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monsoon

I-85, Official Highway of the South

Is I-85 the official highway of the South?  

76 members have voted

  1. 1. Is I-85 the official highway of the South?

    • Yes
      44
    • No, (please explain)
      32


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monsoon    0

Some Interesting Facts about I-85

  • It only serves Southern states. Route starts in Montgomery Alabama and ends abruptly in Virginia where it joins I-95 in the Richmond Metro.

  • It passes through the metros of 4 Southern state capitals. Montogomery, Atlanta, Raleigh, and Richmond

  • It passes through the most urban areas of the states it serves.

Is I-85 the Official Highway of the South? Or is there a better contender?

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monsoon    0

A few oddities about I-85 in the Carolinas. Please post more if you know them.

  • The huge Peachoid in Gaffney SC is a big tourist draw.

  • Between Greensboro and Charlotte, the highway crosses over itself and for 3 miles people are driving on the wrong side. This was done to give right hand exits for the NC Vietnam memorial which sits in the middle of the two lanes. There are also rest areas in the middle of the highway as well.

  • The intersection of I-85 and I-77 is considered one of the most badly designed modern interchanges in the South.

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The sad thing is, the new I-77/I-85 interchange isn't much better.

I agree, it's the worst inner-city intersection for two interstates that I've seen.

I also find it interesting that it is listed as a North/South interstate (hence the odd number), but yet it's main route is East/West

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StevenRocks    0

I also find it interesting that it is listed as a North/South interstate (hence the odd number), but yet it's main route is East/West

<{POST_SNAPBACK}>

It's primarily North/South, but that section between Greensboro and Durham is almost straight East/West because it duplexes with I-40.

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True, and I know Charlotte is a little north of Atlanta, but you've got to think of a Charlotte to Atlanta route as an East/West route. Same for 85 as it goes through Greenville/Spartanburg...East/West.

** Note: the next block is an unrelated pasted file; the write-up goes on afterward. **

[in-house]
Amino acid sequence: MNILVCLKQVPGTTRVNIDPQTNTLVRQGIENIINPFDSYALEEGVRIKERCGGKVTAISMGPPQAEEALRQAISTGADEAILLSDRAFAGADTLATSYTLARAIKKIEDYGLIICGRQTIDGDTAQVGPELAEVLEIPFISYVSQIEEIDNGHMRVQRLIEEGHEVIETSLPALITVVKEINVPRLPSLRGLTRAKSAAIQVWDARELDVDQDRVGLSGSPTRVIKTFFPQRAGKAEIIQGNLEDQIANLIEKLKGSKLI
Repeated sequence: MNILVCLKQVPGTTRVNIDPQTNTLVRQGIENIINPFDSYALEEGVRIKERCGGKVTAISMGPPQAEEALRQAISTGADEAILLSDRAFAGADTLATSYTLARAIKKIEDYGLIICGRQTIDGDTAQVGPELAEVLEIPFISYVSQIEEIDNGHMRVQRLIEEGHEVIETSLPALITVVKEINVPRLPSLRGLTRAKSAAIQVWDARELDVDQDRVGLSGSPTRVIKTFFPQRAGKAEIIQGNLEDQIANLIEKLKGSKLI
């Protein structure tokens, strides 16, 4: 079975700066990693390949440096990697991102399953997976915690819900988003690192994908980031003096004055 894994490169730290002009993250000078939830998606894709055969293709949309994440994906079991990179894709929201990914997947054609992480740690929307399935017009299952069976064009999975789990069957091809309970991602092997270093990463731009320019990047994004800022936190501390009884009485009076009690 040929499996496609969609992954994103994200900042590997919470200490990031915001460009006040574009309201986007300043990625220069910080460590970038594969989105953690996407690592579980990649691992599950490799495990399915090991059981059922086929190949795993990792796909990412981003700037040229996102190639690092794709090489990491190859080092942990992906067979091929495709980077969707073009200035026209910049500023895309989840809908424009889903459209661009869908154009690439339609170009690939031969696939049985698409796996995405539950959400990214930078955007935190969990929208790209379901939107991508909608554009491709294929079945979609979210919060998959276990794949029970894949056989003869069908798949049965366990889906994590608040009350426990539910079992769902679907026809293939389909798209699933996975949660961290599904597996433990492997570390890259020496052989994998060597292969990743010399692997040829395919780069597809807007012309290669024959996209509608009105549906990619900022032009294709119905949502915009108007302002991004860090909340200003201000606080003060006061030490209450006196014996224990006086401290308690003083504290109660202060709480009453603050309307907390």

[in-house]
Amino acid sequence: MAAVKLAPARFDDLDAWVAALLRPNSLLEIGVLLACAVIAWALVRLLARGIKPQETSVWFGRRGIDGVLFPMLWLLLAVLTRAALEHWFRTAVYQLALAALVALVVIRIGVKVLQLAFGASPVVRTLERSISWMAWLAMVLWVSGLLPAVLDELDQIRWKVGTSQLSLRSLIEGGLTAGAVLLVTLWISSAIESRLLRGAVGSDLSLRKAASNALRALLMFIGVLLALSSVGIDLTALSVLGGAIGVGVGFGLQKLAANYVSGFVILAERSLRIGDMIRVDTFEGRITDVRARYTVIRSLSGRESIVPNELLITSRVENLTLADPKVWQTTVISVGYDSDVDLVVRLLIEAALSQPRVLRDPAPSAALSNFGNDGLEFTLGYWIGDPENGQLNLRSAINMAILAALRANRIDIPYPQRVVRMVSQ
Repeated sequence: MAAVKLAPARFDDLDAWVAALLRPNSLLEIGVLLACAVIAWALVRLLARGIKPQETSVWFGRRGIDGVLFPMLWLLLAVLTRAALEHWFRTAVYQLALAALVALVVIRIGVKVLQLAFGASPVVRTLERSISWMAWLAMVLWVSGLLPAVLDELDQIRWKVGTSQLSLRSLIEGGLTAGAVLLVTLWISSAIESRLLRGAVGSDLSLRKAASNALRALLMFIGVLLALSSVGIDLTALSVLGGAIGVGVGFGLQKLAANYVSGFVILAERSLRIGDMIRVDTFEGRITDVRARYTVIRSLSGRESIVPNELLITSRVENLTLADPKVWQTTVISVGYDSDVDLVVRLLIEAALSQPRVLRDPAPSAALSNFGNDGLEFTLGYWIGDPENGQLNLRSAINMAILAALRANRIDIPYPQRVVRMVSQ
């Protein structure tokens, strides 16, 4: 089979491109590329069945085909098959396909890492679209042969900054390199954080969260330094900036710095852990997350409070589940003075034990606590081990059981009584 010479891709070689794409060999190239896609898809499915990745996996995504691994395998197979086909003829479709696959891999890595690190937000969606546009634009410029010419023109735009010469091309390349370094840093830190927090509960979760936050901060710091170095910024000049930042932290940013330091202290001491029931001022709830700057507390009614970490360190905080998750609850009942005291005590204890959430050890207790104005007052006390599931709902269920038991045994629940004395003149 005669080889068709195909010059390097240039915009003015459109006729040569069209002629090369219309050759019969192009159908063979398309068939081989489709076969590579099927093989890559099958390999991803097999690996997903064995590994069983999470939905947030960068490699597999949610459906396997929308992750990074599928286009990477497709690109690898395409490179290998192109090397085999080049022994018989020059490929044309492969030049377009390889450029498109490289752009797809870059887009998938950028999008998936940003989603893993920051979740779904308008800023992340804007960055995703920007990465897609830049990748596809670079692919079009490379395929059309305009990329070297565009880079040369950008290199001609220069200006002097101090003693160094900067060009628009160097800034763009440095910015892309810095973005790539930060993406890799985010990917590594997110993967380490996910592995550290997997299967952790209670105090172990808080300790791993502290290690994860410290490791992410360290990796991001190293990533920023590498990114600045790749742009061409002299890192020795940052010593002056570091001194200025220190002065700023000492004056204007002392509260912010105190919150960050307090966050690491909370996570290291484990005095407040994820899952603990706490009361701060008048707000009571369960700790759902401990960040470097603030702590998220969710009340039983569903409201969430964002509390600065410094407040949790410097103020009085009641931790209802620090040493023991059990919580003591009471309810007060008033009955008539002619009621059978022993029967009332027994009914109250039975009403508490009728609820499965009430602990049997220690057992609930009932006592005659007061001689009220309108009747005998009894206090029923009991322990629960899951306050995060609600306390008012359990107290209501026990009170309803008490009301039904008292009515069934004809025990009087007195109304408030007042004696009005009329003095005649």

Now I-77...that's North/South. I-95...no doubt, North/South.

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ATLman1    0

I would say it is important, but not the official highway of the South. I think I-75 is the most important. I-85 is very important for cities like Montgomery, Greenville, and Columbus via I-185. Hopefully the new I-14 that is proposed from SC to Miss. (which will go through Columbus) will help out traffic a lot through these states and bring more economic development.

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Aessotariq    1

I find it interesting that I-85 starts west of I-75, which seems to break the rules. Interstates that end in 5 usually cut across the entire country in a north-south direction (the ones that end in 0 usually go across the entire country east to west). This one obviously does not, ending in Virginia.

I-75 and I-95 probably carry more goods, considering the cities outside the South that they serve, and I-85 serves as a valuable intrarregional route, not to mention a great way to market the good things these states share in common.

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JunktionFET    0

I-85 is probably the most important route in NC and one of the most important along the southeast coast. It serves to connect all of NC's largest metros, as well as Spartanburg/Greenville, and Atlanta to the entire Northeast corridor.

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satalac    491